Powers applied the “Page 99 Test” to his new book, Acts of God and Man: Ruminations on Risk and Insurance, and reported the following:
Reports abound that the realm of risk and insurance – with its chary underwriters, cynical claim adjustors, and calculating actuaries – is dry and forbidding. In Acts of God and Man, I challenge this notion by proposing a “science of risk” that entails:Learn more about Acts of God and Man at the Columbia University Press website and Michael Powers's webpage.
The book is a congeries of temperate instruction, robust opinion, overwrought speculation, and strained humor, in roughly equal parts. The a priori probability that page 99 would fall into the first of these categories is therefore approximately 1/4. Knowing this, the F. M. Ford-inspired reader will experience a level of “surprise” of about 2 (i.e., the negative of the log [base 2] of 1/4, as explained on page 183), but a level of “happiness” that depends entirely on personal preferences (as asserted on page 80).
- a fundamentalist Bayesian (i.e., subjective/judgmental) approach to modeling uncertainty and assessing probabilities;
- a formal distinction between the primarily natural “aloof” risks of insurance and the largely artificial “non-aloof” risks of other financial markets; and
- a personalized scientific method that casts off the shackles and inconsistencies of more orthodox methods too burdensome for the study of risk.
In fact, page 99 marks the beginning of the formal discussion of aloof and non-aloof risks:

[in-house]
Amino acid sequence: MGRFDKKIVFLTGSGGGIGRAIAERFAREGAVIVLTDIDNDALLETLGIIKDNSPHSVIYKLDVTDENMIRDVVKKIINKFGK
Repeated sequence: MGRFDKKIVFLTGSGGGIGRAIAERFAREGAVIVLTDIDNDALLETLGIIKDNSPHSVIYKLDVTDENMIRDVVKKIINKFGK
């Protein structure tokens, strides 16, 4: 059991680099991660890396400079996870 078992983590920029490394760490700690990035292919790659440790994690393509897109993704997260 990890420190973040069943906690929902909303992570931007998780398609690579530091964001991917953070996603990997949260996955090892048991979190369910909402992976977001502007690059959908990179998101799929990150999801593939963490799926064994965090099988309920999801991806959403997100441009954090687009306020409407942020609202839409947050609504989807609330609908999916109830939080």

So what are the essential differences between insurance and other financial services? And will these differences persist into the future?In subsequent paragraphs, I explain that aloof risks are those that can influence all financial risks as they propagate through time, but are themselves immune to the effects of their non-aloof counterparts. For example, a satellite-damaging solar flare that imparts adverse effects on earthbound financial markets is entirely aloof, whereas the economy-sensitive market price of gold is clearly non-aloof.
Traditionally, distinctions between insurance and other financial risks have relied on either: (1) regulatory definitions and institutional terminology/jargon; or (2) attempts to draw a theoretical difference between the categories of pure risks (characterized by the negative outcomes – i.e., losses – common to insurance) and speculative risks (characterized by both positive and negative outcomes). Although the latter approach may be intuitively attractive, it possesses little mathematical rigor. All that is needed to transform a pure risk into a speculative risk is to subtract its expected value; then, like a market price, it will have the potential of both increasing and decreasing.
As an alternative to the pure risk/speculative risk dichotomy, I would distinguish between the “aloof” and “quasi-aloof” risks of insurance and the “non-aloof” risks of other financial services markets.
Beyond page 99, Acts of God and Man will appeal to a broad assortment of readers. For those attracted by immoderate opinion, there is a categorical denunciation of observational studies (which happen to form the basis for most business-related empirical research). For those preferring wanton speculation, I adduce personal evidence of the paranormal. And for those contented by repeated attempts at feeble humor, a series of end-of-chapter dialogues divided into three “Acts” – featuring God, angels, saints, ordinary people, and even a lawyer and statistician – will likely suffice.